>It would be nice if Intel would make a Centrino
    >motherboard for M-ATX motherboards. I heard they are selling some
    >motherboards with a chipset they call Shelton in 2 countries in Asia
    >that is basically a PIII/Centrino system.

    Yes, it would've been nice if they'd scrapped the P4 after
    the Northwood too, but since they didn't it'd be a
    premium-priced solution... remember that we're talking
    about Intel.
  24. Archived from groups: alt.comp.hardware,alt.comp.hardware.homebuilt,alt.comp.hardware.homedesigned,alt.comp.hardware.pc-homebuilt (More info?)

    David Maynard <dmayn@ev1.net> wrote:
    | Last Boy Scout wrote:
    |
    || David Maynard wrote:
    ||
    ||| Kevin Lawton wrote:
    |||
    |||| Last Boy Scout <eggbtr@charter.net> wrote:
    ||||| Kevin Lawton wrote:
    |||||| Looking for opinions on the best alternative.
    |||||| I'm putting together a small 'workstation' for e-mail, internet
    |||||| and word-processing use - nothing strenuous so I don't need tons
    |||||| of power. The case I'm using is one of those 'mini' jobbies:-
    |||||| takes a micro-ATX mobo, one floppy, one hard drive and a CD or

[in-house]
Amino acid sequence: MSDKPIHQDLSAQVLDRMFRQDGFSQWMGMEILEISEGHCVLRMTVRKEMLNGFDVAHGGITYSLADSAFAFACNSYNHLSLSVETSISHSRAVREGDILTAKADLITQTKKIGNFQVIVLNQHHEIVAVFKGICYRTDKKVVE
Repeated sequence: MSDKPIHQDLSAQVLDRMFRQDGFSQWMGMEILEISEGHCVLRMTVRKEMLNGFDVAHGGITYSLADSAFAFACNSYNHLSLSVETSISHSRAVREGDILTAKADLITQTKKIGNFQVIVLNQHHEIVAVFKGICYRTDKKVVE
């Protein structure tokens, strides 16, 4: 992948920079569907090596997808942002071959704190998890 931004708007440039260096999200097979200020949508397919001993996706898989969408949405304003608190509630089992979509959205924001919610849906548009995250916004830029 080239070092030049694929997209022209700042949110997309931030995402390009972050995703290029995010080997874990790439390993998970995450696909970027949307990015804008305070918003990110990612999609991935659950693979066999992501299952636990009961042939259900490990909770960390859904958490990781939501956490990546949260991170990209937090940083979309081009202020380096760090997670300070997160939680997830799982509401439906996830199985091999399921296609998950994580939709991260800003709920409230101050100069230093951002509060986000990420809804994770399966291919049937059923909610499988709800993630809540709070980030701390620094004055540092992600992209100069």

|||||| DVD mounted on its side. Airflow is by 60mm fans, one front and
    |||||| one rear.
    |||||| PSU is rated at 200w.
    |||||| I have two CPU/mobo combinations available - one's an Intel P-III
    |||||| 733 MHz and the other an AMD Duron 1GHz.
    |||||| I'm looking for reliability rather than out-and-out speed and was
    |||||| wondering which CPU was least likely to encounter overheating
    |||||| problems in the small case I'll be using. The other CPU/mobo
    |||||| will be used in a bigger case at a different location., so
    |||||| nothing will go to waste.
    |||||| TIA,
    |||||| Kevin.
    |||||| P.S.: Sorry for the cross-posting - not too sure which NG would
    |||||| be best to ask. ;-)
    ||||||
    ||||||
    ||||||
    ||||| Neither is worth buying.
    |||||
    ||||| Both will run kind of slow.
    ||||
    |||| Thanks, but maybe you slightly misunderstood.
    |||| I am buying nothing extra. I already have both the Pentium-III and
    |||| the Duron
    |||| with their motherboards ready to mount in the system. The question
    |||| was to
    |||| determine which would be the better option to build into the rather
    |||| small PC
    |||| case I have available - which is a bit limited on cooling and PSU
    |||| output (it
    |||| is too small to take a larger PSU or bigger fans). I would expect
    |||| that whichever option uses less power from the PSU will also